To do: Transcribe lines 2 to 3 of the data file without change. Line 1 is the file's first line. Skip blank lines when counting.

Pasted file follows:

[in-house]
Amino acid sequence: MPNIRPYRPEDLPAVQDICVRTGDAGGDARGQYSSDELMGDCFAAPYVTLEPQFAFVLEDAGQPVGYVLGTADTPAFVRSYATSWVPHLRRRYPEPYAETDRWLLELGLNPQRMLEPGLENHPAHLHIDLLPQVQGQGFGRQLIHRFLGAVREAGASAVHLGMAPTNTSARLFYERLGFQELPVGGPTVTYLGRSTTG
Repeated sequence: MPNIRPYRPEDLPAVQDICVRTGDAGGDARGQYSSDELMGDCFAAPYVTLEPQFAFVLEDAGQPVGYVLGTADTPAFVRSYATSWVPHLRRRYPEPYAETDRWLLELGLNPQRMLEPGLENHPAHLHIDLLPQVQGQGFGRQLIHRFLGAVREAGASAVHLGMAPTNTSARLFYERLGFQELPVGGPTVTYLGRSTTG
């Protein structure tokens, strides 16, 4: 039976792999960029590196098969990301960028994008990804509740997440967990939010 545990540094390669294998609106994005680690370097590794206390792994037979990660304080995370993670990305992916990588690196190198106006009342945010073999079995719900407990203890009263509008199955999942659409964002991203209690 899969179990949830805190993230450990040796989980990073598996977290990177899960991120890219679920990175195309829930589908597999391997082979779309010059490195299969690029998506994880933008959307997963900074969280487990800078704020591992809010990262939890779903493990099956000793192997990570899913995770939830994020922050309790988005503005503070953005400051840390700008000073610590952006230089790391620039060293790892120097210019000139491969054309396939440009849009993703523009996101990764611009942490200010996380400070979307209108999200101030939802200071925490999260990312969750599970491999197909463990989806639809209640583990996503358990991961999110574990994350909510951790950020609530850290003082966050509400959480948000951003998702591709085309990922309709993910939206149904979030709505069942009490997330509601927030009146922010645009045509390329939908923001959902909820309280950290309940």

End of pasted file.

Amino acid sequence: MPNIRPYRPEDLPAVQDICVRTGDAGGDARGQYSSDELMGDCFAAPYVTLEPQFAFVLEDAGQPVGYVLGTADTPAFVRSYATSWVPHLRRRYPEPYAETDRWLLELGLNPQRMLEPGLENHPAHLHIDLLPQVQGQGFGRQLIHRFLGAVREAGASAVHLGMAPTNTSARLFYERLGFQELPVGGPTVTYLGRSTTG
Repeated sequence: MPNIRPYRPEDLPAVQDICVRTGDAGGDARGQYSSDELMGDCFAAPYVTLEPQFAFVLEDAGQPVGYVLGTADTPAFVRSYATSWVPHLRRRYPEPYAETDRWLLELGLNPQRMLEPGLENHPAHLHIDLLPQVQGQGFGRQLIHRFLGAVREAGASAVHLGMAPTNTSARLFYERLGFQELPVGGPTVTYLGRSTTG